1.2.12. Electricity Power Act No. 11 of 1997

The Electric Power Act No. 11 enacted in 1997 deals with generation, transmission, distribution, supply and use of electrical energy as well as the legal basis for establishing the systems associated with these purposes. In this respect, the following environmental issues are to be considered before approval is granted:

·         The need to protect and manage the environment, and conserve natural resources.
·         The ability to operate in a manner designated to protect the health and safety of the project employees, the local and other potentially affected communities.

Under Schedule 3 of the Electric Power {licensing) Regulations 2003, it is mandatory to comply with all safety, health and environmental laws. Moreover, schedule 2 (regulation 9) of the Electric Power (licensing) Regulations 2003 stipulates that licensing and authorization to generate and transmit electrical power must be supported by the following documents which are approved by NEMA. Environmental Impact Assessment Report (EIA) or Initial Environmental Audit Report (IEA).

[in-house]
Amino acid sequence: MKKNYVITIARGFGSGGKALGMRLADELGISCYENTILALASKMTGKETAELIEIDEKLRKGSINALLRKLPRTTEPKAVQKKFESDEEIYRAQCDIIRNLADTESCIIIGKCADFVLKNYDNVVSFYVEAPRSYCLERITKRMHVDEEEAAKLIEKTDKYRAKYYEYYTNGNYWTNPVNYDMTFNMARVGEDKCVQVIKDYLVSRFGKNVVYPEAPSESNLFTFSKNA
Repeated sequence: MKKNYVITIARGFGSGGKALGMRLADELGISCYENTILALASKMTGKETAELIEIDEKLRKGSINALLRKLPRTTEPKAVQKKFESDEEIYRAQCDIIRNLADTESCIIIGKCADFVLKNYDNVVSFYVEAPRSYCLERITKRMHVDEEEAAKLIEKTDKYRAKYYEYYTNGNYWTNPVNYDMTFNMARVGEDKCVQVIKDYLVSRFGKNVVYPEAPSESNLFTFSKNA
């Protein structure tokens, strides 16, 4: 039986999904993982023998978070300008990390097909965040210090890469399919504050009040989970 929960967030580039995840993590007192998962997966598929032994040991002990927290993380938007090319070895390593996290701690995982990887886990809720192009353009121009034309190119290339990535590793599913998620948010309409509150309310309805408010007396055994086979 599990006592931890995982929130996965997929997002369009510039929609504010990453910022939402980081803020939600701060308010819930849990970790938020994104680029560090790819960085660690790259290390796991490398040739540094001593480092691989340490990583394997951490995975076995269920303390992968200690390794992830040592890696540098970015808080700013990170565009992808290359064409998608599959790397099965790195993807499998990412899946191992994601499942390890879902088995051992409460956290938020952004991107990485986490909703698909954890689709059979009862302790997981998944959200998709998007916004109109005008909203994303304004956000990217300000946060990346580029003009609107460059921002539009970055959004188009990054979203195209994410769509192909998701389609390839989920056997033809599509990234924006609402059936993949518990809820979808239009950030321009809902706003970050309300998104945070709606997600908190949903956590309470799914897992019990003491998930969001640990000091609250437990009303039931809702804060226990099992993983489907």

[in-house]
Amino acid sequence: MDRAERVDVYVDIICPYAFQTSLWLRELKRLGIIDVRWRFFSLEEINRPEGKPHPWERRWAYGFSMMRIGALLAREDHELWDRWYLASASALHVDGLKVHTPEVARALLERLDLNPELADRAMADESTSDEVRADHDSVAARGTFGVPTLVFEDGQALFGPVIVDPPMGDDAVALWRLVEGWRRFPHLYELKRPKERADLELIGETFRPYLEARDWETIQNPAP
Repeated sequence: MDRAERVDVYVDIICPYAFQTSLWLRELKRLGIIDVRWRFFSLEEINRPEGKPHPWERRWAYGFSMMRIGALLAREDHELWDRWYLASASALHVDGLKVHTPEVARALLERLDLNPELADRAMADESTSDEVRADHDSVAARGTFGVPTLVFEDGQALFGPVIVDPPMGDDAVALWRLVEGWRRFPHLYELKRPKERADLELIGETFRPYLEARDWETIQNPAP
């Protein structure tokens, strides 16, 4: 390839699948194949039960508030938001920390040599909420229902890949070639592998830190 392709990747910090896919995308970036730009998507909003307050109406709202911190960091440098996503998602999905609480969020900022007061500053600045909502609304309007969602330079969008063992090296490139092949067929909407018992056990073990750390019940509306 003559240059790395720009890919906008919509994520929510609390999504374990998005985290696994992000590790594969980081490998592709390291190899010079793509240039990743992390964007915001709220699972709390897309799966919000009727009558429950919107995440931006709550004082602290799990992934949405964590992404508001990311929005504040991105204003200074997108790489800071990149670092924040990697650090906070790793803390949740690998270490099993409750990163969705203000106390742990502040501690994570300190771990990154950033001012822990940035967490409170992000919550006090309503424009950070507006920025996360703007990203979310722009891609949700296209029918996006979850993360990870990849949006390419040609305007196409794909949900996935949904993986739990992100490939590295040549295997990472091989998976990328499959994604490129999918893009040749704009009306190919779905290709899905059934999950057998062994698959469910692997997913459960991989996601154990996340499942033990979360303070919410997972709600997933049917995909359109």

1.2.13. Way Leave Act

The areas zoned for communication lines, sewer lines, power lines, water pipes etc are known as WAY LEAVES. The Way Leave Act prohibits development of any kind in these designated areas. Thus any developer is bound by this Act to see to it that no development takes place in these areas.


We trust that the above presentation on environmental policies and legal frameworks at a glance will be useful in your decision making processes. However, should you have any further queries regarding issues arising herein, please do not hesitate to contact us at or on + 254 715 310 677 for clarification.

Prepared for Strategic Legal Solutions Group Limited, by:

Anita OWITI, & Centre for Environmental Law & Policy (a participating consultancy firm in the SLS Group of consultancies).